The millennial generation is now entering employment in vast numbers and will largely shape the world of work for years to come. Being able to attract the most talented of these workers is critical to the future of any business.
For a large part, their career aspirations, knowledge and familiarity of new technology, as well as their attitude towards work will define the culture within the 21st century workplace.
As a result, accountancy giant KPMG has changed its graduate recruitment process in order to suit the millennial generation’s needs. Instead of conducting three different assessments over a few weeks, the firm will now combine the whole process into one day.
Length of the recruitment process
According to the firm, the change – which was made following research which concluded that millennials were frustrated by the length of recruitment processes – will mean candidates will be able to find out if they have got the job within two working days.
The survey by KPMG, which was conducted with 400 new graduates applying for a job at the UK firm, found that over one-third were frustrated by how long they had to wait to hear whether they had been successful or not after an interview.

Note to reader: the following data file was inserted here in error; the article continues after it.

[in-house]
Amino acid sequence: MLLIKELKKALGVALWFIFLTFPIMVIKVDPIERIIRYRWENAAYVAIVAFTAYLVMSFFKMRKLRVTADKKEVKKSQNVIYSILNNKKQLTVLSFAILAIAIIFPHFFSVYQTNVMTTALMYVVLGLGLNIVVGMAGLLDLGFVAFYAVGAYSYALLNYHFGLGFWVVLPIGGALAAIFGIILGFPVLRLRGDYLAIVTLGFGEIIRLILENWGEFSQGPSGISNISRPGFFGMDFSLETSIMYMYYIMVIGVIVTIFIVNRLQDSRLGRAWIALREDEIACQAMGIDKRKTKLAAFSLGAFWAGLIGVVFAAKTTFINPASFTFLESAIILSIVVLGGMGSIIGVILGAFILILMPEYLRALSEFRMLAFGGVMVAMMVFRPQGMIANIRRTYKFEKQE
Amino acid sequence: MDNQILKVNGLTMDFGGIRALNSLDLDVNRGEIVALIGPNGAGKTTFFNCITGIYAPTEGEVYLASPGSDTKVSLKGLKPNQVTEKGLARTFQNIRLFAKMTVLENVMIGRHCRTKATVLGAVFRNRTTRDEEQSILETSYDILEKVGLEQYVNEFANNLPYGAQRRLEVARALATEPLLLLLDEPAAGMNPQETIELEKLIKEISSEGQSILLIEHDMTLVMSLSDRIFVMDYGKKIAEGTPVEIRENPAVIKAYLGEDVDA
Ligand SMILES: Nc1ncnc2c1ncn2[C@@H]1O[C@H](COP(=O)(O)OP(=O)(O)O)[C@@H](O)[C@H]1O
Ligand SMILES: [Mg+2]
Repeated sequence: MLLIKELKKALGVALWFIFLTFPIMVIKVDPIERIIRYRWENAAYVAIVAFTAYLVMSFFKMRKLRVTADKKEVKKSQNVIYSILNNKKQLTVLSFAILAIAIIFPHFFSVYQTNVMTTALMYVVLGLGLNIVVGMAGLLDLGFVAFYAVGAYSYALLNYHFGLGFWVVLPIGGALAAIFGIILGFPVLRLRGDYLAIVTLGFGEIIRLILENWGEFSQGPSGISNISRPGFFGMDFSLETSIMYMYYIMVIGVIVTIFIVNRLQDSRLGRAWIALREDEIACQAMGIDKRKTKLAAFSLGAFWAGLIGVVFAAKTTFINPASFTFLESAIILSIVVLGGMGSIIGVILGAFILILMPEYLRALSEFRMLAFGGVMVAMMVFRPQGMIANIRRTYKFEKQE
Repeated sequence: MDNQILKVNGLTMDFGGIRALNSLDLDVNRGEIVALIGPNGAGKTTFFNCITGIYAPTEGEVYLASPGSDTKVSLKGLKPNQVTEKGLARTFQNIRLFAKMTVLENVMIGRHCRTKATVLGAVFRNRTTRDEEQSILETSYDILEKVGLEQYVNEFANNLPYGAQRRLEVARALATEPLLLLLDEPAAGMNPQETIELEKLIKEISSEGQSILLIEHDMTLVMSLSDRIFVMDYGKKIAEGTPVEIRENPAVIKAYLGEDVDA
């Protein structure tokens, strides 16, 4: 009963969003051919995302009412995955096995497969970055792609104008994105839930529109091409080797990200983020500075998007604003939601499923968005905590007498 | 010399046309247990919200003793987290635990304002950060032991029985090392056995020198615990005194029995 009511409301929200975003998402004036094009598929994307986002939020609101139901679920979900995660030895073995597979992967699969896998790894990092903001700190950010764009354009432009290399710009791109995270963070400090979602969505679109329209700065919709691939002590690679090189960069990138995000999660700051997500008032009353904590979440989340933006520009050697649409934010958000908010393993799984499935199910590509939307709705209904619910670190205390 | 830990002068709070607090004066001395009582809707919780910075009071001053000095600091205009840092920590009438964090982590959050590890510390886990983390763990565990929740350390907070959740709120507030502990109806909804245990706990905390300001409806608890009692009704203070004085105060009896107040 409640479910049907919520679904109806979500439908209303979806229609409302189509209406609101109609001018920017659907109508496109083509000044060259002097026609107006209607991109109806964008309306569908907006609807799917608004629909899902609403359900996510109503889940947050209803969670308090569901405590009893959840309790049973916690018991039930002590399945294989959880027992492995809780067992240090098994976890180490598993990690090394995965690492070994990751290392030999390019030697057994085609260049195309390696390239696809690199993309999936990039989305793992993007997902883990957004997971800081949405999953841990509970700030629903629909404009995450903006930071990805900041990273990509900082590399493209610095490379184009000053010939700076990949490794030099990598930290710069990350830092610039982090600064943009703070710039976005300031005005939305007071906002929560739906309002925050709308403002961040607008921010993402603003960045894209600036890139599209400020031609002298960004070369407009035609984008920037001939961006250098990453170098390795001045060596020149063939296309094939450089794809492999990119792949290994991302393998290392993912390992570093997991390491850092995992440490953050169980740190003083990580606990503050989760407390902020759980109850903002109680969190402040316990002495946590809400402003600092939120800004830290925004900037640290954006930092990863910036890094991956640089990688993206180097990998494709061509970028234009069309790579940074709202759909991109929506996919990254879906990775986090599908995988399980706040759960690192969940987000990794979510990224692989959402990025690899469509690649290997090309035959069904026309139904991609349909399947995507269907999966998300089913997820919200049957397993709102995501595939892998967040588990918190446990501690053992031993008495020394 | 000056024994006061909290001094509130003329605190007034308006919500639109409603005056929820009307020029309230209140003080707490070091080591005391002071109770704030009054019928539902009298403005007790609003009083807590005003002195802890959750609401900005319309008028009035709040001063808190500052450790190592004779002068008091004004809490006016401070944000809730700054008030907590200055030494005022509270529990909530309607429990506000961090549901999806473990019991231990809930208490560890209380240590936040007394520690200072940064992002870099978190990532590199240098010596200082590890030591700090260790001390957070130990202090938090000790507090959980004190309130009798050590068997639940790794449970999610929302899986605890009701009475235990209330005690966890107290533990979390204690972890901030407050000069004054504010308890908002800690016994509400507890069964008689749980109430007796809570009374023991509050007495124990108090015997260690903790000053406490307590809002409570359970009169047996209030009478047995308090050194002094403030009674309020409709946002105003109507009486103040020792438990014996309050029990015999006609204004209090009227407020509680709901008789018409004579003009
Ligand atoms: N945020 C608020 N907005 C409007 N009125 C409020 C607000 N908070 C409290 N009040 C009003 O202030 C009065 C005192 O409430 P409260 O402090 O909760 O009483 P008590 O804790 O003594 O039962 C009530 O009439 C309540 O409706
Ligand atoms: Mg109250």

However, the biggest complaint, made by over half of those that were surveyed, was that they did not receive any feedback if they were unsuccessful.
An additional reason behind the changes, according to KPMG chairman, Simon Collins, was that the company felt they were necessary in order to compete against smaller start-up or technology firms, who can often employ a must faster recruitment process, securing the best graduate talent.
Attract more diverse talent
The accountancy firm’s change to their recruitment process comes after several other firms have shaken up their own processes. US investment bank Goldman Sachs has scrapped face-to-face interviews on university campuses in an attempt to attract more diverse talent.
As a result the bank now utilises video interviews with initial undergraduate candidates, in an attempt to help attract and recruit from a broader range of disciplines.
Professional services firm Deloitte has changed its selection process too so that recruiters no longer know where candidates have attended university or school – an attempt to prevent any unconscious bias.
It seems employers are working much harder to try and understand the generation and also appeal to their needs. Millennials are set to make up 75% of the global workforce by the year 2025, which means companies need to adapt quickly.
If you’re an employer looking to attract the best graduate talent, find out how Discovery Graduates can help